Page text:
Have you heard? The Royal Conservatory of Music (RCM) has recently released the newly revised 2022 Piano Syllabus for their practical examinations. They are also releasing new editions of the wonderful Celebration Series piano literature collection (available soon). What exciting news for piano teachers!
Not familiar with RCM? Each year, I tend to enter a handful of piano students to take exam assessments through RCM, an excellent program originating in Canada and gradually becoming more popular in the United States. There are exam centers located in many major cities, as well as an option for an online exams via Zoom. I appreciate the thoroughness of the assessments, which require students to demonstrate musicianship skills (sight-reading, ear training, rhythm exercises, etc.) and perform a set of pieces ranging in musical styles. The levels outlined in the syllabus (a great teaching resource for any teacher — find the free PDF here) are soundly structured and have been refined over time by dedicated pedagogues in our field. RCM is also known for the quality and consistency of adjudication scoring. RCM is not a competition; it is a standard that allows students and parents to better understand and track progress during music study.
Every seven years, RCM revises the piano syllabus to incorporate new repertoire, eliminate repertoire that is no longer readily available, and refine the aural and musicianship requirements. When it’s a revision year, RCM teachers are always seeking to learn about the updates and changes compared to the previous syllabus.
RCM practical exams include technical requirements for each level consisting of certain scales, arpeggios, and chords that must be performed for the adjudicator. These technical requirements are described in the syllabus and are also notated out in the available RCM technique books. I tend NOT to purchase the technique books, because I find that students learn better than when the technical exercises been learned by rote and memorized from day 1. But it can be cumbersome to describe the RCM technical requirements on students’ assignment sheets each week — especially if you expect students to review all previous material.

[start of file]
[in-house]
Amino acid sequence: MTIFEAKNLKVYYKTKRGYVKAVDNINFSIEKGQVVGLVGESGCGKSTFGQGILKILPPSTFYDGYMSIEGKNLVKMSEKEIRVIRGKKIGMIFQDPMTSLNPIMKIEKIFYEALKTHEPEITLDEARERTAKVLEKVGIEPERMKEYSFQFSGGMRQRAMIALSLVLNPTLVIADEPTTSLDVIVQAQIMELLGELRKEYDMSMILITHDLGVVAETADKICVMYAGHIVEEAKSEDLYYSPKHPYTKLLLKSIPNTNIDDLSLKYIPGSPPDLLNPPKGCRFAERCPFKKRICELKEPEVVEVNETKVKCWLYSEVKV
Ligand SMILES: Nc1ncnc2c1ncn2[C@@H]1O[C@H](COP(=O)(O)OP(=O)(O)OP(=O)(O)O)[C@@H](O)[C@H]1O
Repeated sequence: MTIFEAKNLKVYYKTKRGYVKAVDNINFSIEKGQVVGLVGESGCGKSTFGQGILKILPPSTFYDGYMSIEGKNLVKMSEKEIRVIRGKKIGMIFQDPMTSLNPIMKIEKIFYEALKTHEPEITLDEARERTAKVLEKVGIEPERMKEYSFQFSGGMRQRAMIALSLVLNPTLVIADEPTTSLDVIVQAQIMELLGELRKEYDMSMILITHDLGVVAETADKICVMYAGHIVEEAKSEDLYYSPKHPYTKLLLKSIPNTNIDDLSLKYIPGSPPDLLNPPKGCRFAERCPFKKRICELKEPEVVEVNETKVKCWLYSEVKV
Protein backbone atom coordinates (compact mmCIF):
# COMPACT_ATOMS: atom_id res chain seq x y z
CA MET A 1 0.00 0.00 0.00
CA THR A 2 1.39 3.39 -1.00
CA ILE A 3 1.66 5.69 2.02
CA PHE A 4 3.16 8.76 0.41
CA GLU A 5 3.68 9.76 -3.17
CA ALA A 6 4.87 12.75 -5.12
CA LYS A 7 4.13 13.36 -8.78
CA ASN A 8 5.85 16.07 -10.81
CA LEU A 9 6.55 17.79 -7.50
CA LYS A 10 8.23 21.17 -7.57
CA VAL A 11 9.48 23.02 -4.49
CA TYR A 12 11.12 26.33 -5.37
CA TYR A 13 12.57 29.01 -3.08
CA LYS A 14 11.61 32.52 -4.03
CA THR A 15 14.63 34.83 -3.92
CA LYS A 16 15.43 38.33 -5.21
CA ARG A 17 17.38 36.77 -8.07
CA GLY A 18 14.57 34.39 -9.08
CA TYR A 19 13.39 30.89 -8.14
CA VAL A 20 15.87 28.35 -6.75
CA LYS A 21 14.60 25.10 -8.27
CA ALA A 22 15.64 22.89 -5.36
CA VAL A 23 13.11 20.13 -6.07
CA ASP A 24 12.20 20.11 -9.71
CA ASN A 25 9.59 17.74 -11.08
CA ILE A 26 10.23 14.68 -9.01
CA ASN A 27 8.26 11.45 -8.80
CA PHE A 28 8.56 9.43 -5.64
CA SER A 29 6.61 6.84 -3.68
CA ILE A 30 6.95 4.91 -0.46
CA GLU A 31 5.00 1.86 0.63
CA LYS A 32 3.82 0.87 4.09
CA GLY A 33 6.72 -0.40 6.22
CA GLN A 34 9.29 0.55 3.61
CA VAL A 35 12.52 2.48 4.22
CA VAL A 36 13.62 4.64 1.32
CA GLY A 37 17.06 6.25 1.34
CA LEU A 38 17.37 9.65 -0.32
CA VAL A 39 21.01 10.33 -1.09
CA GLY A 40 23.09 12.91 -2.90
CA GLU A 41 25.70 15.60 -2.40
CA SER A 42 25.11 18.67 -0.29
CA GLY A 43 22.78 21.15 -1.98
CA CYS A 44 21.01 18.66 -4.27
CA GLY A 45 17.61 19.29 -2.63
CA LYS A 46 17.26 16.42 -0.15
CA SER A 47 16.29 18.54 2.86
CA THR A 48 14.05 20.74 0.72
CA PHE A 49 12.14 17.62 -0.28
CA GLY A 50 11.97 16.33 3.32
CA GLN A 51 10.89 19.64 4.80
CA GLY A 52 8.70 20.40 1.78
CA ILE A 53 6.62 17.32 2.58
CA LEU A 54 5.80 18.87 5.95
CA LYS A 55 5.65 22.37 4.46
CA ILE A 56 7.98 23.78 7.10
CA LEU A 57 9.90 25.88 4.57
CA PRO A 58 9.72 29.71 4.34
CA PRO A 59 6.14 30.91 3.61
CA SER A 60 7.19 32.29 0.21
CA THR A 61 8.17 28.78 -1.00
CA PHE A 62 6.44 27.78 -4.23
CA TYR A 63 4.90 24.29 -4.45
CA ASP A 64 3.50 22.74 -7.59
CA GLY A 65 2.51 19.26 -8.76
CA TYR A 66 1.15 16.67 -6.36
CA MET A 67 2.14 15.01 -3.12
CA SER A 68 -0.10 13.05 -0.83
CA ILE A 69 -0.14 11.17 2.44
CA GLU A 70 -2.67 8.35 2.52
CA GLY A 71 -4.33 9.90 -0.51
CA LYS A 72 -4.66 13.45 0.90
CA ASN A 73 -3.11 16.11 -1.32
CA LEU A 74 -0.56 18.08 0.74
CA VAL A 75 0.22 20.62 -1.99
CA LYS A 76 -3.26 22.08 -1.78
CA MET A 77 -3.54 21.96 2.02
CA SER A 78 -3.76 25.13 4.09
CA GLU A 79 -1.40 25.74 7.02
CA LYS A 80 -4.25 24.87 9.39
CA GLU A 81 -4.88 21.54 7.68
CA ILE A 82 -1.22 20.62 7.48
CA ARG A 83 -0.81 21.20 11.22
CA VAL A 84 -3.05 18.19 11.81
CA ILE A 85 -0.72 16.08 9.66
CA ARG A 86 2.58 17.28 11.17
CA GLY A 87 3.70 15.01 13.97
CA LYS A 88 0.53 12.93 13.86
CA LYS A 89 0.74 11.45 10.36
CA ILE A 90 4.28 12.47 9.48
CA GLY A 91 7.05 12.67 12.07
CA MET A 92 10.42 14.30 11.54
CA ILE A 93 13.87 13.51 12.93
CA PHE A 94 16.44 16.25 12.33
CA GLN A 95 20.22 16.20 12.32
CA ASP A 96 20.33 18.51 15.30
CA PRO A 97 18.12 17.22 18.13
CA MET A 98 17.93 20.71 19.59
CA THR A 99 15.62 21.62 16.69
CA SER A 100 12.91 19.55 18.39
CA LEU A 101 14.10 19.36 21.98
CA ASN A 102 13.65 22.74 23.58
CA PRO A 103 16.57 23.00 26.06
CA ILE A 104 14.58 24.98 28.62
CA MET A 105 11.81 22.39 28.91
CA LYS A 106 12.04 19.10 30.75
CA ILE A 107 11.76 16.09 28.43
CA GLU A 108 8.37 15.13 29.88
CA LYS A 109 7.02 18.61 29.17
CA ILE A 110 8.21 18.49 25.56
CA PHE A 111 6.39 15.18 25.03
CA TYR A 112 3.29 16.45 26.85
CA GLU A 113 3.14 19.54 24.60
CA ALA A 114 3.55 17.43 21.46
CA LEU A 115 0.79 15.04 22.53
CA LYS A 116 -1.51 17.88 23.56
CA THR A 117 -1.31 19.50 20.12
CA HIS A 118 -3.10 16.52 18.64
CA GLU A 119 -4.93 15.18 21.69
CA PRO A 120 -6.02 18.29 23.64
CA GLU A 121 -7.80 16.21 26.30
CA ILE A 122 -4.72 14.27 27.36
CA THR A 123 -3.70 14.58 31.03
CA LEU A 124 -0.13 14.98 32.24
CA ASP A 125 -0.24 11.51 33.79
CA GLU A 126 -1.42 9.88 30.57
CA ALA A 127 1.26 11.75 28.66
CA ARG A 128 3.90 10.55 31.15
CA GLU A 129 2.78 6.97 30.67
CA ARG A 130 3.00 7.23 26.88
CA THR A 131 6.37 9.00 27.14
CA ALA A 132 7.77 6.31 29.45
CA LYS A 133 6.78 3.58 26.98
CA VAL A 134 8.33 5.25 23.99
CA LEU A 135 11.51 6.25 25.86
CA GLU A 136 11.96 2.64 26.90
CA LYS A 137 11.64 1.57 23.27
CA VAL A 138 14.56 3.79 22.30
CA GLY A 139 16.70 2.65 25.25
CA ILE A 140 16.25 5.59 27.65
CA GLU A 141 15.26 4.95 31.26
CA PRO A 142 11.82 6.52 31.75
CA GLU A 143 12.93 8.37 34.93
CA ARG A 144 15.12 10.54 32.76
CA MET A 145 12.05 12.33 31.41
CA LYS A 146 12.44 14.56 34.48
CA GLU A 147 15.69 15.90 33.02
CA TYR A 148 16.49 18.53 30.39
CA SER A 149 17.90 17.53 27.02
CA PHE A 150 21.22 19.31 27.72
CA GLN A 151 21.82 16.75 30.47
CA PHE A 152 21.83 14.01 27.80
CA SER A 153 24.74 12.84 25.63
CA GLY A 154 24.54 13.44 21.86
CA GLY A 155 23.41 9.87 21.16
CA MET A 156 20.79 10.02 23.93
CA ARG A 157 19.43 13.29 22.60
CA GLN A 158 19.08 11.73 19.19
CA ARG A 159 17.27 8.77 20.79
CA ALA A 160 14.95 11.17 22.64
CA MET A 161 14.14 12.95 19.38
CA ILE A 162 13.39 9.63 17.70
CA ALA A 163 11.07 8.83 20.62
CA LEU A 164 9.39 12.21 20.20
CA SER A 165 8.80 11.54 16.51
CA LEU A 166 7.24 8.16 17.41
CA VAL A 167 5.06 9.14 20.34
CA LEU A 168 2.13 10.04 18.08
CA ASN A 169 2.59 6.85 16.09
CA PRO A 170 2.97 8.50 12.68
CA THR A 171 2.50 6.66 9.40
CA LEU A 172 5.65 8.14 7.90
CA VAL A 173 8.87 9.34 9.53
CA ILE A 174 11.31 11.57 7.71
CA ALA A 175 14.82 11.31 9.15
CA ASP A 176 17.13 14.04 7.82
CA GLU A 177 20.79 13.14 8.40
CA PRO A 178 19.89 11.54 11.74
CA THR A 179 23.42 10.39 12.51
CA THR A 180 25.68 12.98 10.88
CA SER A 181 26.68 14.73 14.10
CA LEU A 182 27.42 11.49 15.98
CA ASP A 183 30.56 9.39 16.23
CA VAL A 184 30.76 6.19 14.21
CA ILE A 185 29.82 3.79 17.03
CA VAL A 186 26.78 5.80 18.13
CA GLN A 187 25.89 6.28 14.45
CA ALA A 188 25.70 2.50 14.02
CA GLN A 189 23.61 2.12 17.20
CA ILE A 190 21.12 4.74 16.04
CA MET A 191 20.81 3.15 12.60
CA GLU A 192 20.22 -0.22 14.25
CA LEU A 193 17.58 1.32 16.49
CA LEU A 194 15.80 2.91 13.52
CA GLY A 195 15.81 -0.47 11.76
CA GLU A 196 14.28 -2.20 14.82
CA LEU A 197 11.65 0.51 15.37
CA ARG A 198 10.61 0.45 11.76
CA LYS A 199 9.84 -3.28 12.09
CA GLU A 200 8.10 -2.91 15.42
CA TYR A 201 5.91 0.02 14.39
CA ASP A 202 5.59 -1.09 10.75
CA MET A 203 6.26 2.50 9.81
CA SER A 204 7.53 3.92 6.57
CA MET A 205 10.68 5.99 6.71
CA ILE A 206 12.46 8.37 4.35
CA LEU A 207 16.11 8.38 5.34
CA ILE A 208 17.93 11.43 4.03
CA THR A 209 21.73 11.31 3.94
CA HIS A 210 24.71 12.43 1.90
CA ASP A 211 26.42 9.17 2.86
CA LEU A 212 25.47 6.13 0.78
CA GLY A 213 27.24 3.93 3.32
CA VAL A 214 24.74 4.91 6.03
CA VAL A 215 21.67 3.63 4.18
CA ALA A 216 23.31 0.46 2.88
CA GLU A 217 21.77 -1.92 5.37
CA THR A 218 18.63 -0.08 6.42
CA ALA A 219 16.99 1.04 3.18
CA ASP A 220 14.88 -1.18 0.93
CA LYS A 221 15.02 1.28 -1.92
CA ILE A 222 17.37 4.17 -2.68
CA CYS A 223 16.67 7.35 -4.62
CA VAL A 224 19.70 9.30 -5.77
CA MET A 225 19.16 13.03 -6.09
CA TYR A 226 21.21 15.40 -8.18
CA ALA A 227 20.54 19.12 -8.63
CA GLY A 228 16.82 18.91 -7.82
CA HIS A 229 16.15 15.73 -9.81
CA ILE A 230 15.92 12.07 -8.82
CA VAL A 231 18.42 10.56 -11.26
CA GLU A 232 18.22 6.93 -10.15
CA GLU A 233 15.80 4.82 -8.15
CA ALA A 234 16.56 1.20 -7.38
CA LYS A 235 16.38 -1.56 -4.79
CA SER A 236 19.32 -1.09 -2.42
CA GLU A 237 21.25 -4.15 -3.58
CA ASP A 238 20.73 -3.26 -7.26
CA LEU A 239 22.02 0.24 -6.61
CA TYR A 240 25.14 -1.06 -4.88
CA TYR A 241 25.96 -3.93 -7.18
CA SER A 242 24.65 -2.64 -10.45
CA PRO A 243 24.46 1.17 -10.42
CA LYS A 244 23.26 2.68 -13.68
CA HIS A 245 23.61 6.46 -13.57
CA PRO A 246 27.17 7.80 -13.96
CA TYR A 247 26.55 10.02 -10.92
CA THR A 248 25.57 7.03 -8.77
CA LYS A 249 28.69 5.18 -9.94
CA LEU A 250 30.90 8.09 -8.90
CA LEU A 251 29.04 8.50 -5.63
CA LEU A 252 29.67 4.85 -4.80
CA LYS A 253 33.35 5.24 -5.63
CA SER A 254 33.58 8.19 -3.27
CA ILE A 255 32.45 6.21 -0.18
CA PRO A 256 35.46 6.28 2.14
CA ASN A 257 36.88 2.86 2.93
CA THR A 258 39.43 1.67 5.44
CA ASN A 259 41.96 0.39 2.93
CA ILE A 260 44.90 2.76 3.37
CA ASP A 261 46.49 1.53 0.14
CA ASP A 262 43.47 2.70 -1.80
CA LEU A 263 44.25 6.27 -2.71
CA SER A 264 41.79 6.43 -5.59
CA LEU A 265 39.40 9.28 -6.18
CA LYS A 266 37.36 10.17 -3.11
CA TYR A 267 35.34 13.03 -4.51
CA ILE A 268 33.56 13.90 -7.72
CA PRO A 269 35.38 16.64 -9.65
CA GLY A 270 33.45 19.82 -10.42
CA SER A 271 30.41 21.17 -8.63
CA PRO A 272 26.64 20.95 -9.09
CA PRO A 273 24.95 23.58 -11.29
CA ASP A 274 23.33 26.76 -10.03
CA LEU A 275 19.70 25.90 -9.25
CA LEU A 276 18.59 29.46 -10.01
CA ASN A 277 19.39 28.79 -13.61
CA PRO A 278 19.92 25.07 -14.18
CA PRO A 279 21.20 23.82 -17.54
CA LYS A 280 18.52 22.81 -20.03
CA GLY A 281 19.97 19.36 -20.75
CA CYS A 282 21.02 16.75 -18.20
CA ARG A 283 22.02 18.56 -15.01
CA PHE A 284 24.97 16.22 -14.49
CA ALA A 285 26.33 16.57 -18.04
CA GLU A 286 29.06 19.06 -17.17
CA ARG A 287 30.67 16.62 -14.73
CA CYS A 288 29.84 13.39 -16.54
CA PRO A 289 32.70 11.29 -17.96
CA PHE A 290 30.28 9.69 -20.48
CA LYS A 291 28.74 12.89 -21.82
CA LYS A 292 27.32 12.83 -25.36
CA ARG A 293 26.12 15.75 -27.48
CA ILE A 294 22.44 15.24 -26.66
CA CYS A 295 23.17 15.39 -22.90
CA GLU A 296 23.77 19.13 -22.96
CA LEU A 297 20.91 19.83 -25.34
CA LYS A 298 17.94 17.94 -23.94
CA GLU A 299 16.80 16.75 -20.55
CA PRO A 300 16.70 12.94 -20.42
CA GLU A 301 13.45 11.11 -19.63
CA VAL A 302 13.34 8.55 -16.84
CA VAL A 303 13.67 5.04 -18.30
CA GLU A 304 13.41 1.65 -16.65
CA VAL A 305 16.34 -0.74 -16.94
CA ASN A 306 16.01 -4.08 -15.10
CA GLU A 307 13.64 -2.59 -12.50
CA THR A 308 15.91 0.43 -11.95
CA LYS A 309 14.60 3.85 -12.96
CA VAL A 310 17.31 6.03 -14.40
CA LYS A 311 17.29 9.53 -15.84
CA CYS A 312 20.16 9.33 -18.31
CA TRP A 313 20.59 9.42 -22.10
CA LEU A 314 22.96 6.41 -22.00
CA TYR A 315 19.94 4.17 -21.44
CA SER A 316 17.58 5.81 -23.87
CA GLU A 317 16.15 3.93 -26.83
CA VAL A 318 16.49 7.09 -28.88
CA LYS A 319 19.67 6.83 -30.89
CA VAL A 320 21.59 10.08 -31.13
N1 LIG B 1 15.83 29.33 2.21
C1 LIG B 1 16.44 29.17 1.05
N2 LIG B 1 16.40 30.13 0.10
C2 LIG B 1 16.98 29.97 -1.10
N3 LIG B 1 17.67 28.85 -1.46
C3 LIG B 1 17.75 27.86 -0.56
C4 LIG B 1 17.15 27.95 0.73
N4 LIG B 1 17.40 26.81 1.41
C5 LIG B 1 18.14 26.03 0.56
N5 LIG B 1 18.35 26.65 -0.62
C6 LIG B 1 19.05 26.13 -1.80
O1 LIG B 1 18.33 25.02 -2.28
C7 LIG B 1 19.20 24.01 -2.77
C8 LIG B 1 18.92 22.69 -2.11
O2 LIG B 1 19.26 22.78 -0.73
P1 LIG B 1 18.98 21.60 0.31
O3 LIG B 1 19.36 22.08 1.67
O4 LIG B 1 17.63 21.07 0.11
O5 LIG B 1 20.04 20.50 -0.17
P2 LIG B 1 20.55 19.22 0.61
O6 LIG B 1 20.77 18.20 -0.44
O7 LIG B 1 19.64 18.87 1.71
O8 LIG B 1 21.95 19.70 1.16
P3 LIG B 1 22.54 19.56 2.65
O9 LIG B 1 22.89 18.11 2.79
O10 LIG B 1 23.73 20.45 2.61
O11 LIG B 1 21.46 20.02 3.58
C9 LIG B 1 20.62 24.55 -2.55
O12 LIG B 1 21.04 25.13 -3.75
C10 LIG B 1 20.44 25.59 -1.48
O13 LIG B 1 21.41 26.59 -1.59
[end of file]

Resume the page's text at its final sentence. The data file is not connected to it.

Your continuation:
Enter my technique charts. I’ve been making these since the 2008 RCM syllabus, and I’ve gotten a lot of great feedback from other piano teachers who have found them helpful over the years!
I find these charts help ensure that my students are learning and reviewing their exercises from week to week. Even if you have no intention of sending students to RCM assessments, you might find these charts useful.
From the 2008 to 2015 syllabi, I recall many technical requirement changes made. However, in comparing 2015 to 2022, I found that there were not many changes made at all. Nevertheless, I wanted to revise my charts to perfectly match the new 2022 syllabus. I’m pleased to announce the new charts for the 2022 RCM Piano Syllabus are finished and available below.
I keep the PDF of these technique charts on my computer desktop and also uploaded to my iPad (I use an app called GoodNotes, but any similar app of your choice will work). This makes it easy to print out charts for students. I like to tape each student’s chart inside the front cover of one of their books. I assign items from the chart each week by outlining certain boxes in pencil or marker. At the next lesson, students demonstrate whether they’ve mastered each skill. Mastered items on the chart get a checkmark or a sticker. These charts makes it easy to track progress!
Special thanks goes to fellow piano teacher Amy Hall for helping to proofread the charts against the 2022 syllabus.
Download below, or visit the Printables > Other Resources page and scroll down to “2022 RCM Technical Requirements Charts for Piano”.
2022 RCM Technical Requirements Charts for Piano (1.2 MiB, 6,197 hits)
Hope you enjoy!